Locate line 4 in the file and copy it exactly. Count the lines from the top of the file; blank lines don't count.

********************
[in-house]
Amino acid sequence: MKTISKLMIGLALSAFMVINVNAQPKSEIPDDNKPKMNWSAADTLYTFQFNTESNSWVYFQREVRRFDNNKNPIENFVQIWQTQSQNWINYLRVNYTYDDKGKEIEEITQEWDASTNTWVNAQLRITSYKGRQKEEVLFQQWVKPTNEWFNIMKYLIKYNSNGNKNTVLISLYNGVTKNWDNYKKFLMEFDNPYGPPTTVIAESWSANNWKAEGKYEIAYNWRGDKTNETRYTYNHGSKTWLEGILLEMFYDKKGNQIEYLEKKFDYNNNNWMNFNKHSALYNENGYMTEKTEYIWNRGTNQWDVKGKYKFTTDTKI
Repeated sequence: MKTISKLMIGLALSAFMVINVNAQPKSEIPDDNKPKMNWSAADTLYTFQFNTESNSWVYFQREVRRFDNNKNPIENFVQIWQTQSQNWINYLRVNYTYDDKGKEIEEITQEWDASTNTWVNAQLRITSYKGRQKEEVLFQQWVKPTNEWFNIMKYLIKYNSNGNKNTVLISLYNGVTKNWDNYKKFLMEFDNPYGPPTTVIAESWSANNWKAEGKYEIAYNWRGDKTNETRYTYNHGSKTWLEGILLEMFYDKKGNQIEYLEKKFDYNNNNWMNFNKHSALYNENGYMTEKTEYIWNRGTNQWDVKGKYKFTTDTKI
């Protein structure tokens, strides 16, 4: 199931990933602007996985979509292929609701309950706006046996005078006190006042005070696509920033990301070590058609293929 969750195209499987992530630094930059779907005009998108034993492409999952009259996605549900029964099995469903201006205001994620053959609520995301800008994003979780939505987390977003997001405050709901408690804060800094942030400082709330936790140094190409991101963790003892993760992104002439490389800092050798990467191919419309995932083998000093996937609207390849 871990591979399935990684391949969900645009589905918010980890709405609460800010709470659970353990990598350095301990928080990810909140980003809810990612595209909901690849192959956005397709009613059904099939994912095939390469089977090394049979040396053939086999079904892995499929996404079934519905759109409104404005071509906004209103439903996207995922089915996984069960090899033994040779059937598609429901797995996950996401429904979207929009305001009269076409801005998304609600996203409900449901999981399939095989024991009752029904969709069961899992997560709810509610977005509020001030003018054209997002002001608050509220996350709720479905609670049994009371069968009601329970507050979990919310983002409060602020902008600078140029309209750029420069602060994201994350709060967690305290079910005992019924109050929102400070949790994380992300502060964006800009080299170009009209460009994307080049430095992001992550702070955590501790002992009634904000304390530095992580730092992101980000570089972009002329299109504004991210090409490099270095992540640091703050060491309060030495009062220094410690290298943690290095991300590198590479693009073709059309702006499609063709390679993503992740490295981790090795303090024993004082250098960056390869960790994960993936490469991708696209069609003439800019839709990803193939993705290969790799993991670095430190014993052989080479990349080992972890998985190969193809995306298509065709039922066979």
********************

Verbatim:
């Protein structure tokens, strides 16, 4: 199931990933602007996985979509292929609701309950706006046996005078006190006042005070696509920033990301070590058609293929 969750195209499987992530630094930059779907005009998108034993492409999952009259996605549900029964099995469903201006205001994620053959609520995301800008994003979780939505987390977003997001405050709901408690804060800094942030400082709330936790140094190409991101963790003892993760992104002439490389800092050798990467191919419309995932083998000093996937609207390849 871990591979399935990684391949969900645009589905918010980890709405609460800010709470659970353990990598350095301990928080990810909140980003809810990612595209909901690849192959956005397709009613059904099939994912095939390469089977090394049979040396053939086999079904892995499929996404079934519905759109409104404005071509906004209103439903996207995922089915996984069960090899033994040779059937598609429901797995996950996401429904979207929009305001009269076409801005998304609600996203409900449901999981399939095989024991009752029904969709069961899992997560709810509610977005509020001030003018054209997002002001608050509220996350709720479905609670049994009371069968009601329970507050979990919310983002409060602020902008600078140029309209750029420069602060994201994350709060967690305290079910005992019924109050929102400070949790994380992300502060964006800009080299170009009209460009994307080049430095992001992550702070955590501790002992009634904000304390530095992580730092992101980000570089972009002329299109504004991210090409490099270095992540640091703050060491309060030495009062220094410690290298943690290095991300590198590479693009073709059309702006499609063709390679993503992740490295981790090795303090024993004082250098960056390869960790994960993936490469991708696209069609003439800019839709990803193939993705290969790799993991670095430190014993052989080479990349080992972890998985190969193809995306298509065709039922066979």